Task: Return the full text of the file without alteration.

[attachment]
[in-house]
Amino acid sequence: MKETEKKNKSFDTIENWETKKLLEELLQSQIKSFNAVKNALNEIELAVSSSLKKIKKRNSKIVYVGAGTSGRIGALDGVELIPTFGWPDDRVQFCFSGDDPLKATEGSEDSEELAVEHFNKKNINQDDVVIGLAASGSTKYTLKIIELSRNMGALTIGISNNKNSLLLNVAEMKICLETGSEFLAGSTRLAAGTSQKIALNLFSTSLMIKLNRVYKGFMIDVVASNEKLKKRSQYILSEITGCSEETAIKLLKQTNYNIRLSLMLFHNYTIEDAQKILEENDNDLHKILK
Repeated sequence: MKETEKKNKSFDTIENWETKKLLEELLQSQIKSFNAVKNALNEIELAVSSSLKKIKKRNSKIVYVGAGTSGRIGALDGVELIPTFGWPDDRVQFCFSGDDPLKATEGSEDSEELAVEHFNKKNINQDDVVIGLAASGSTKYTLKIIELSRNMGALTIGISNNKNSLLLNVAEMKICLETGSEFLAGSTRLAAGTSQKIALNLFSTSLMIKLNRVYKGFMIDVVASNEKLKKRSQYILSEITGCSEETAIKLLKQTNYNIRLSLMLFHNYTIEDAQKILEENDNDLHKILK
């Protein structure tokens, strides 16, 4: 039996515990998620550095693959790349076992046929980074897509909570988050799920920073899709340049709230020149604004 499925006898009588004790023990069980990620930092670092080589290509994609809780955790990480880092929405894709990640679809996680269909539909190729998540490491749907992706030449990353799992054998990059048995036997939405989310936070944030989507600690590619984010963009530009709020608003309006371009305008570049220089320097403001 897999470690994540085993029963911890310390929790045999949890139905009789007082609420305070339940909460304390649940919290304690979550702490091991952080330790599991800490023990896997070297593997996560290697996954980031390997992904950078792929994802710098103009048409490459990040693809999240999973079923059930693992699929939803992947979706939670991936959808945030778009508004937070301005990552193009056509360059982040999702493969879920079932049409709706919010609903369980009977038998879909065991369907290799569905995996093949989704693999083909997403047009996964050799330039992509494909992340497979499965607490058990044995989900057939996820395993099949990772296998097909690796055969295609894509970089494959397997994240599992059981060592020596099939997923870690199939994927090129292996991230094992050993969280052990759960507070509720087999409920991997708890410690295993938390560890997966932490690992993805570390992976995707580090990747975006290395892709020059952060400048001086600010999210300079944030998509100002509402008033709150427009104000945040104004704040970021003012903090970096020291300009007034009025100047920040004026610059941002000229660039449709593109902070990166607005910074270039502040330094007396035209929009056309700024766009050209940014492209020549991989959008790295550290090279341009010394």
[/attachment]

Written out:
[in-house]
Amino acid sequence: MKETEKKNKSFDTIENWETKKLLEELLQSQIKSFNAVKNALNEIELAVSSSLKKIKKRNSKIVYVGAGTSGRIGALDGVELIPTFGWPDDRVQFCFSGDDPLKATEGSEDSEELAVEHFNKKNINQDDVVIGLAASGSTKYTLKIIELSRNMGALTIGISNNKNSLLLNVAEMKICLETGSEFLAGSTRLAAGTSQKIALNLFSTSLMIKLNRVYKGFMIDVVASNEKLKKRSQYILSEITGCSEETAIKLLKQTNYNIRLSLMLFHNYTIEDAQKILEENDNDLHKILK
Repeated sequence: MKETEKKNKSFDTIENWETKKLLEELLQSQIKSFNAVKNALNEIELAVSSSLKKIKKRNSKIVYVGAGTSGRIGALDGVELIPTFGWPDDRVQFCFSGDDPLKATEGSEDSEELAVEHFNKKNINQDDVVIGLAASGSTKYTLKIIELSRNMGALTIGISNNKNSLLLNVAEMKICLETGSEFLAGSTRLAAGTSQKIALNLFSTSLMIKLNRVYKGFMIDVVASNEKLKKRSQYILSEITGCSEETAIKLLKQTNYNIRLSLMLFHNYTIEDAQKILEENDNDLHKILK
């Protein structure tokens, strides 16, 4: 039996515990998620550095693959790349076992046929980074897509909570988050799920920073899709340049709230020149604004 499925006898009588004790023990069980990620930092670092080589290509994609809780955790990480880092929405894709990640679809996680269909539909190729998540490491749907992706030449990353799992054998990059048995036997939405989310936070944030989507600690590619984010963009530009709020608003309006371009305008570049220089320097403001 897999470690994540085993029963911890310390929790045999949890139905009789007082609420305070339940909460304390649940919290304690979550702490091991952080330790599991800490023990896997070297593997996560290697996954980031390997992904950078792929994802710098103009048409490459990040693809999240999973079923059930693992699929939803992947979706939670991936959808945030778009508004937070301005990552193009056509360059982040999702493969879920079932049409709706919010609903369980009977038998879909065991369907290799569905995996093949989704693999083909997403047009996964050799330039992509494909992340497979499965607490058990044995989900057939996820395993099949990772296998097909690796055969295609894509970089494959397997994240599992059981060592020596099939997923870690199939994927090129292996991230094992050993969280052990759960507070509720087999409920991997708890410690295993938390560890997966932490690992993805570390992976995707580090990747975006290395892709020059952060400048001086600010999210300079944030998509100002509402008033709150427009104000945040104004704040970021003012903090970096020291300009007034009025100047920040004026610059941002000229660039449709593109902070990166607005910074270039502040330094007396035209929009056309700024766009050209940014492209020549991989959008790295550290090279341009010394």